I am dedicated to spreading awareness of the horrors of child abuse and trafficking. I do this by shining a light on today’s abuses and the effects on victims. Being trauma-informed requires that organizations and media partner with survivors. I can work with you to end violence through awareness.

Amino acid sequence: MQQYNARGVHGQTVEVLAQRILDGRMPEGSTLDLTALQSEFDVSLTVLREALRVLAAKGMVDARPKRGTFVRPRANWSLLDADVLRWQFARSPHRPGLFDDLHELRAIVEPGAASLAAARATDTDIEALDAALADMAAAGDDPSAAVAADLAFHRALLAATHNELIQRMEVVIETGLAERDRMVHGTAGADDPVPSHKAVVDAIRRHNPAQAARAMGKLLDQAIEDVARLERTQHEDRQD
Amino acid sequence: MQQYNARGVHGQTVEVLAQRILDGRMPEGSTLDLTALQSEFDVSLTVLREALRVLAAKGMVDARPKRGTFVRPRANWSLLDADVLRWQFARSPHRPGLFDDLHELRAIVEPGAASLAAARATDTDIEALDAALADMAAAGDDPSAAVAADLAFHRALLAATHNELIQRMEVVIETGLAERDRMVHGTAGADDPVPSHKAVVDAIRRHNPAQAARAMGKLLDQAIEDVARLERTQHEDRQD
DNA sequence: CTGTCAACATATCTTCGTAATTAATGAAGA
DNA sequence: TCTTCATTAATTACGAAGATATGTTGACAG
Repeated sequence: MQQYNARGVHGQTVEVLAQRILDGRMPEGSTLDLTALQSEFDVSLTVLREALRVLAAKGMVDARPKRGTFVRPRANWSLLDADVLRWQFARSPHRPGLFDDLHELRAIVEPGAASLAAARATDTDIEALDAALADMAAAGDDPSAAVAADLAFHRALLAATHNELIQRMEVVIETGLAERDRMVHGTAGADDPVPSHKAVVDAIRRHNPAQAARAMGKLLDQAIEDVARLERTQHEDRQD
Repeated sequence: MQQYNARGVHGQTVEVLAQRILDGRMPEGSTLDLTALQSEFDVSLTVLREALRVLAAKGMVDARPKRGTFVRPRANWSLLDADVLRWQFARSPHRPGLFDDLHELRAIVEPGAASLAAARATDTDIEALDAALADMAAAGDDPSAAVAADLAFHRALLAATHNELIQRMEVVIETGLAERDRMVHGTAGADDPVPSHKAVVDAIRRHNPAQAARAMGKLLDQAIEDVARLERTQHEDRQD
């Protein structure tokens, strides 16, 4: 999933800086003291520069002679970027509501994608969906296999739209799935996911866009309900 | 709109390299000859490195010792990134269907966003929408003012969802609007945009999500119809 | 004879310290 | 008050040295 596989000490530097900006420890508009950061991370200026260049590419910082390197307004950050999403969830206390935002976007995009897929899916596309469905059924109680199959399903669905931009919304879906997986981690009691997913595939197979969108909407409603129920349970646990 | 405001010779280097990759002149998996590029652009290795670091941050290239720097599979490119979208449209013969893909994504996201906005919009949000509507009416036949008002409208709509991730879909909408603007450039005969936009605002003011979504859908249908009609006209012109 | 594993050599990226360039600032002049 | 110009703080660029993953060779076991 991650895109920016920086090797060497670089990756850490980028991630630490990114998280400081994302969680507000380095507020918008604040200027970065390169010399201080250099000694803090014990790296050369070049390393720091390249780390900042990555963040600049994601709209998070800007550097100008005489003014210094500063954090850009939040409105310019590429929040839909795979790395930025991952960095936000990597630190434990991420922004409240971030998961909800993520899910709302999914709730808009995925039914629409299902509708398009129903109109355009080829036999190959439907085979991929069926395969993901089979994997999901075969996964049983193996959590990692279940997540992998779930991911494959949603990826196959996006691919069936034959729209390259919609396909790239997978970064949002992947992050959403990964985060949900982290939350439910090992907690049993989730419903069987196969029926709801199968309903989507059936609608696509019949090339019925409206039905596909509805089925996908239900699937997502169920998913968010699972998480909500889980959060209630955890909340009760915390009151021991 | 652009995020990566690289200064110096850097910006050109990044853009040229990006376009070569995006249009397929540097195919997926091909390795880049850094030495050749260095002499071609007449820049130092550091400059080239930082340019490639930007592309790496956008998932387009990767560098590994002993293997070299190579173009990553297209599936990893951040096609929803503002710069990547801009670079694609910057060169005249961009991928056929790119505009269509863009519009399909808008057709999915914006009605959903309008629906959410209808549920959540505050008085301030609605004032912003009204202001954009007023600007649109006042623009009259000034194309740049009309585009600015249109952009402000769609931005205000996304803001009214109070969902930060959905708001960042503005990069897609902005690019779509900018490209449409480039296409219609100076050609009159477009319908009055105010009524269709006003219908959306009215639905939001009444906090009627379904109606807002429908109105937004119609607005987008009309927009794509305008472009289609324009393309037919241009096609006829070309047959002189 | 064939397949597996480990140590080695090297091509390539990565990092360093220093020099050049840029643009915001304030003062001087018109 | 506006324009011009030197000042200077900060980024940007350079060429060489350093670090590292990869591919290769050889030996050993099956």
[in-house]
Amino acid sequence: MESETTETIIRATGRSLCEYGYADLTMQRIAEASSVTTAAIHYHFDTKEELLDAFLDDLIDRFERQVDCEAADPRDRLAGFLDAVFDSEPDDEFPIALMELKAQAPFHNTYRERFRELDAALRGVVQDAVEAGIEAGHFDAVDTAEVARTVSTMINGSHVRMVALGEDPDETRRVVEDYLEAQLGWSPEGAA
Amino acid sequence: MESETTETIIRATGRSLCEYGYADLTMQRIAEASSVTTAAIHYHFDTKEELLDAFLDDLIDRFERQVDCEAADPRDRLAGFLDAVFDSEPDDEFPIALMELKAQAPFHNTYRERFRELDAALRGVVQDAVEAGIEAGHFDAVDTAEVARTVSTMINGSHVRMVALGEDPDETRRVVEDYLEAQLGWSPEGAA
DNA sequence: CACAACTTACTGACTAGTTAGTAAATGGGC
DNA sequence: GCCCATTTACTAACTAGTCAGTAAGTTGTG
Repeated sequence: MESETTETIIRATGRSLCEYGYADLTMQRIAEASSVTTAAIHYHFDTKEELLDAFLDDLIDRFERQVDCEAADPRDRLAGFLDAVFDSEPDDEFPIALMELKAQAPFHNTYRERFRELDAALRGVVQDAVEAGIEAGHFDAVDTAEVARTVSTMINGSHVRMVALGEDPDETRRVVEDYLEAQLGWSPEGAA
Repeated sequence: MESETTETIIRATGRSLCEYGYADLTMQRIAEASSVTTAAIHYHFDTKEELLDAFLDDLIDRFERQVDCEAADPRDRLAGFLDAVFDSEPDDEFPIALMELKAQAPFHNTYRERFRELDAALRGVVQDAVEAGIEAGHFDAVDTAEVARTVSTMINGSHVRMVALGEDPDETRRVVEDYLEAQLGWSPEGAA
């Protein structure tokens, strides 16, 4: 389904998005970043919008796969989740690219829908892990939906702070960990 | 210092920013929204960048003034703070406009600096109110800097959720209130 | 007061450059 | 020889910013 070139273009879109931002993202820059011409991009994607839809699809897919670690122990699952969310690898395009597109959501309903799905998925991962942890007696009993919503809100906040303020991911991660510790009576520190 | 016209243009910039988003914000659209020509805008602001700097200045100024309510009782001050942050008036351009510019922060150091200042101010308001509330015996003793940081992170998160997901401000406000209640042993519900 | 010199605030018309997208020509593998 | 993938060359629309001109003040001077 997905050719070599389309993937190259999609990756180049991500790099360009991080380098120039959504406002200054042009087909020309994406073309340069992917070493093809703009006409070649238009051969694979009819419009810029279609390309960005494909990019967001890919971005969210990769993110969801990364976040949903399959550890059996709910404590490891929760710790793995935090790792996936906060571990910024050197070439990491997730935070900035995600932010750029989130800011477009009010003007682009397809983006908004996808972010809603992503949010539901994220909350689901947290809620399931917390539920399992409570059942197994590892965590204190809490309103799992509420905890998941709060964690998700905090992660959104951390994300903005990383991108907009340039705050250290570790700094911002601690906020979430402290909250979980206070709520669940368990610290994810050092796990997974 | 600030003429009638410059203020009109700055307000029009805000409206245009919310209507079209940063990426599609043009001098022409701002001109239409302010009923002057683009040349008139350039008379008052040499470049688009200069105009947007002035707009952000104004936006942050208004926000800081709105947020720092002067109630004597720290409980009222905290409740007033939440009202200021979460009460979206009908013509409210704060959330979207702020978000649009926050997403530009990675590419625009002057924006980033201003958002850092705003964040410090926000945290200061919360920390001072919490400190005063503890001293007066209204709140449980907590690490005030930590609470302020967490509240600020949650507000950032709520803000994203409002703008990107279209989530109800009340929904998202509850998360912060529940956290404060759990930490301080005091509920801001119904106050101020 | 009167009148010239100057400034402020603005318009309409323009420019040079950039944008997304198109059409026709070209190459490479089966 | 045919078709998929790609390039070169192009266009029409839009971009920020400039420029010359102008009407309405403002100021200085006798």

Last week, I wrote about the horrible invalidation that comes with claims that dissociation is not real. But there is another belief about dissociation (and particularly Dissociative Identity Disorder) which leads to an underestimation of its prevalence. That belief is supported by movies and programs like Split (horrible) and United States of Tara (not as bad). That belief suggests Dissociative Identity Disorder (D.I.D.) manifests in extreme ways. Of course, most of us know what is wrong with Split. It portrays those with D.I.D. as criminals. But even with United States of Tara, there are extreme behavior changes when switches happen. Does that happen in reality? Absolutely. But it is important to understand D.I.D. and its purpose so we can fully understand how it works. D.I.D. (and any form of dissociation) is not about attention seeking. It is about coping. It is meant to go undetected. Most of the parts are trying to fit in, to gain acceptance. They are trying to behave in a way that will keep others from questioning them. There are exceptions. The freedom fighters are less interested in fitting in. And the defenders will do bold things to ensure safety. But most of the time, a switch is undetectable unless you are looking for it or know the person very well. What does this mean for us? It means that D.I.D. is far more common than we think. There are many people walking around with parts who have no idea they are switching. And nobody else around them knows either. Now you may be asking yourself how you know if D.I.D. is a part of... read more